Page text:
I haven't been ready to write about my running experience at Bandera, and subsequent race at 3M the next day. I've never run so much in a short period of time, and it took awhile for the impact of those events to really sink in.
I didn't know I'd be running Bandera until just a few days prior. I was inspired by my running club and my running partner, and have since learned that this really was the event to attend. It means a lot to a lot of people. Many run the 50K and the 100K, but I chose the 25K for myself.
It was a muddy and tough run on a foggy day, and I had a fair share of injuries and hurts. My mind was solid on the task, and I was happy to be in the moment. At one point early in the race, I passed a runner who had a prosthetic leg, and I was greatly humbled. I couldn't believe he would even attempt to tackle this slick, rocky terrain. I found out later that his prosthetic foot covering wore through, and he put his good shoe on it, and went barefoot so that he wouldn't ruin his prosthetic. I was also told in my runner's club meeting that by the end, he resorted to a crawl, and that no other runner would pass him. I am more awed by his tenacity than I can express here.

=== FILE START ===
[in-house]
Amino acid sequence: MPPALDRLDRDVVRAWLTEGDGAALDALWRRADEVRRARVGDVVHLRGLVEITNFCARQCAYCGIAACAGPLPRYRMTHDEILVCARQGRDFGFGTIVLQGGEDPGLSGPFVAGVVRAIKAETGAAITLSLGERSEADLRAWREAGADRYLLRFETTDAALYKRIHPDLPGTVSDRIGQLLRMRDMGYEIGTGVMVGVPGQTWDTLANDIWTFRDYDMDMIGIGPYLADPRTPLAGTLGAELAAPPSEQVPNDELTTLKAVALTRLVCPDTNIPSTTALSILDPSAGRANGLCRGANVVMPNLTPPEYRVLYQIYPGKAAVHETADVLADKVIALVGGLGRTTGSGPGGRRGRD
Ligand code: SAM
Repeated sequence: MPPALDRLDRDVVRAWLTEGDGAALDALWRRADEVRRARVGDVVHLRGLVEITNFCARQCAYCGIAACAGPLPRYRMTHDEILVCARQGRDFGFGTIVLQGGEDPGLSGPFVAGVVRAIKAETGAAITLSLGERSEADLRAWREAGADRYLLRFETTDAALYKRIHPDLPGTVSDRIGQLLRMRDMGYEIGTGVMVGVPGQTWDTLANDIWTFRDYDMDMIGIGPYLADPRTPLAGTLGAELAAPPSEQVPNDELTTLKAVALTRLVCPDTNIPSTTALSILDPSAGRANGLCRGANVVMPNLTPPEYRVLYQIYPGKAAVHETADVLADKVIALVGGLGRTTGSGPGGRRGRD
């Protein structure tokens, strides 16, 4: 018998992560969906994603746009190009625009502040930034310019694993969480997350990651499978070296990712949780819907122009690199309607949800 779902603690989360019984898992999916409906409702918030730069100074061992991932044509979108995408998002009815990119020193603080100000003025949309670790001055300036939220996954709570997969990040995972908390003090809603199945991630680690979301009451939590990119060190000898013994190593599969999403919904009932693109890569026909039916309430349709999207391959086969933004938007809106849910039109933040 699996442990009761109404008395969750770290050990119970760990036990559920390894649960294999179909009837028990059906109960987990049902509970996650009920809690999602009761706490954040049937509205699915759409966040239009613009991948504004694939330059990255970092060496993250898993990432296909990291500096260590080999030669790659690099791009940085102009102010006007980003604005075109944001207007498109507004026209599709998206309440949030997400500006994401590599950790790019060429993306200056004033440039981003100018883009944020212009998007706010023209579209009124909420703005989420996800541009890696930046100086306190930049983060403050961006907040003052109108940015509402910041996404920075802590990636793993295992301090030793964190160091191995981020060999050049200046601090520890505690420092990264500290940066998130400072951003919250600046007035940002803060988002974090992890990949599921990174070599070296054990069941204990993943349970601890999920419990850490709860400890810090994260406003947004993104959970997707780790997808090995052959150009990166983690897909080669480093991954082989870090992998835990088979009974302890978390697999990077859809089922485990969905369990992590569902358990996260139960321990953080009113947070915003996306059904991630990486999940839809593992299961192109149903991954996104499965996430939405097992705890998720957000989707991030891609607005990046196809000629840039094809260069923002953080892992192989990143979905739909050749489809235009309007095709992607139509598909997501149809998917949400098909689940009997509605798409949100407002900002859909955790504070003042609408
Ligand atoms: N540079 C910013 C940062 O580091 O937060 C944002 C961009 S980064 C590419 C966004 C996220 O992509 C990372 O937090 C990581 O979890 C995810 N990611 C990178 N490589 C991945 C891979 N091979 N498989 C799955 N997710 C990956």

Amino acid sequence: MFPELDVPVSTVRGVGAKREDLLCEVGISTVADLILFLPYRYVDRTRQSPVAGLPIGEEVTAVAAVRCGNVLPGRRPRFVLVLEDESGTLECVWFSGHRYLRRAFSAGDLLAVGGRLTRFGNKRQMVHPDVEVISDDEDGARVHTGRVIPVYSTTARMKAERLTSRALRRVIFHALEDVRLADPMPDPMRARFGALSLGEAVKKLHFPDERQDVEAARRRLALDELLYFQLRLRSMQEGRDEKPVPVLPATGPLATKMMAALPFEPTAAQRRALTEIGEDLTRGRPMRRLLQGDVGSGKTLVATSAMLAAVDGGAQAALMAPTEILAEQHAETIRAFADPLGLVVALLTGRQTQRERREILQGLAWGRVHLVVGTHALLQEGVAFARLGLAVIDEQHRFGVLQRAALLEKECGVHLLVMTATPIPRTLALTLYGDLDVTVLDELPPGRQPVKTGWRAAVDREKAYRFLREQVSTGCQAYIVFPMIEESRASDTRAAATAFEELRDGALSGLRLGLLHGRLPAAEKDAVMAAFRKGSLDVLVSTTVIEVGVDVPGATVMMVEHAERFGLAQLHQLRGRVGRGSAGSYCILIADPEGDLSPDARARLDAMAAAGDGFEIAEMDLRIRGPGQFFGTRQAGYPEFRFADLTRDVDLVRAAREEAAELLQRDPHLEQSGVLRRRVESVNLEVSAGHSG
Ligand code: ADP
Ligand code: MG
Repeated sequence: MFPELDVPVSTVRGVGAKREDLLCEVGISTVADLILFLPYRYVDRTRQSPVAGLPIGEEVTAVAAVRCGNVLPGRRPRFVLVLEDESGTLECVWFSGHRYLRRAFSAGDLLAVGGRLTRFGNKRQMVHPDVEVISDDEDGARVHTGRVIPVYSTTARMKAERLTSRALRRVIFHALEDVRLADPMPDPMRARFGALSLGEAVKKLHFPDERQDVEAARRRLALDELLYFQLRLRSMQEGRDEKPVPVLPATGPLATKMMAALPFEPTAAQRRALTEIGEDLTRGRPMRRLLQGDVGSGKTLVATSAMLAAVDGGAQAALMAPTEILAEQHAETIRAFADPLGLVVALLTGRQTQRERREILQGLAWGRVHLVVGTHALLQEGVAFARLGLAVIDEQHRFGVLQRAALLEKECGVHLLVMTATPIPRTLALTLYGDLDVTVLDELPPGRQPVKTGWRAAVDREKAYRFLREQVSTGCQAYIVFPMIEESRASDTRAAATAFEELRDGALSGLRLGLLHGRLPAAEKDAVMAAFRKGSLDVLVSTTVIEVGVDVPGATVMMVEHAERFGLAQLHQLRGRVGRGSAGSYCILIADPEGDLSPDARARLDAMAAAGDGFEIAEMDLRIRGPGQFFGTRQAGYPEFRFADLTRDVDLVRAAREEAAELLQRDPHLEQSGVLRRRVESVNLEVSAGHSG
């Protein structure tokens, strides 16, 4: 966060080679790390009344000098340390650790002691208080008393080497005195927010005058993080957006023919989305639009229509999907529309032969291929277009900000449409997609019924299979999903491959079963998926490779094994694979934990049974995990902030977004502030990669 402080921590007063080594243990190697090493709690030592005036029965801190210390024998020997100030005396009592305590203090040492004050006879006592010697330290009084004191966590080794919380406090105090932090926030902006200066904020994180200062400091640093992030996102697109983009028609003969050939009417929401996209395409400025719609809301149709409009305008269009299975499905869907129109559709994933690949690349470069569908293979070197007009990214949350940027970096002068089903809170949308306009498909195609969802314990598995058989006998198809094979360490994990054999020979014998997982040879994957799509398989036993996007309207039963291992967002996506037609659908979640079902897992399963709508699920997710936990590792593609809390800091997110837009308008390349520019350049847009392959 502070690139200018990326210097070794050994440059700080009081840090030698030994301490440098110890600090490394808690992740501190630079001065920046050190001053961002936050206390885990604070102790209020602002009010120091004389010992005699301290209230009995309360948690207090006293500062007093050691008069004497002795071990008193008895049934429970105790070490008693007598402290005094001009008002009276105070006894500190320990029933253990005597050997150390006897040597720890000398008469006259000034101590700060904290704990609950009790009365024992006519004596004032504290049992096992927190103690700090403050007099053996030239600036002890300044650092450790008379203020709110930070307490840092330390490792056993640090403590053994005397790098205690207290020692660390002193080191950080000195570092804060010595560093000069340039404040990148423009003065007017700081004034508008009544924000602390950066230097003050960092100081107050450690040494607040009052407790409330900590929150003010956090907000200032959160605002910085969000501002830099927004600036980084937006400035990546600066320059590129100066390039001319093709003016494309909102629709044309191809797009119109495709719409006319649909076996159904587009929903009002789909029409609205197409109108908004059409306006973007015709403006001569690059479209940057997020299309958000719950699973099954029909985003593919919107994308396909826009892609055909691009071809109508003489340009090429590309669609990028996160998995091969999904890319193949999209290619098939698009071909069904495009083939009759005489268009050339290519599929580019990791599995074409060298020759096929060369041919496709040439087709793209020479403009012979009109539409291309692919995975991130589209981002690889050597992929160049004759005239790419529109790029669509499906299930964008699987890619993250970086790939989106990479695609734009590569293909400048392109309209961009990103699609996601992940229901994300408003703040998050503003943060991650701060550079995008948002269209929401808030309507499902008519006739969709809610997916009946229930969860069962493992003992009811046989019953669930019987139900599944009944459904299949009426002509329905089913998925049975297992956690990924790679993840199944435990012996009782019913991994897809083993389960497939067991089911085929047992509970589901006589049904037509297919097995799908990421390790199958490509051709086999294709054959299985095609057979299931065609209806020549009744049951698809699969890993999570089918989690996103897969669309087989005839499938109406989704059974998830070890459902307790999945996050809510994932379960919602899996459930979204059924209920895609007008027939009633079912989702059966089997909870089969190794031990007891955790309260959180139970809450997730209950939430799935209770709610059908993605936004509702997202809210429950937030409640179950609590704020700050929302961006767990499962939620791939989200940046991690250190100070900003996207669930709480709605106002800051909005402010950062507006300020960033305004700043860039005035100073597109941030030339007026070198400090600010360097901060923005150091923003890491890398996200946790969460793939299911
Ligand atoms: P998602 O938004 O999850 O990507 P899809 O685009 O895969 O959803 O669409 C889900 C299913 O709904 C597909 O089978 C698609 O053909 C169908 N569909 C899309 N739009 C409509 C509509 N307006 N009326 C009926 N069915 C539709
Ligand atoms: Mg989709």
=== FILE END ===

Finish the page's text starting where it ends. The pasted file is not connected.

The next-day's 3M half marathon found me pretty bruised and worn out, and ready to sleep in. I dragged myself into the very cold weather and got my body moving. I had side stitched from the start line and slowly worked them out. All I wanted to do was finish the run and get back home. I wasn't as mentally fresh, and my right foot was killing me. Later, in mile 11, I began wondering if I'd actually fractured the bones in the top of my foot, and did my best to keep moving forward. I remembered the guy with the prosthetic leg and pushed harder. I saw my running partner ahead of me, and latched my will to his figure, letting his own self-will pull me along. I had absolutely no no desire left, no reserves of will power at all. Female cramps stabbed through my lower belly and began to drown the screams from my foot. I had no thoughts left. Another hill? And another to the finish line. The fucking finish line...
Suffering by your own hand to achieve success can be a huge opportunity for growth. It's true; I do seem to be a different runner. In the woods this weekend, I bounded from rock to rock at a new speedy pace with no fear.
I was part of the woods, playing a new form of music.
Thank you for giving me running. Thank you for letting me hear my own song.
(Thank you for giving me that realization the tying my shoes too tightly has greatly contributed to my recurring foot injuries. Easy does it, girl.)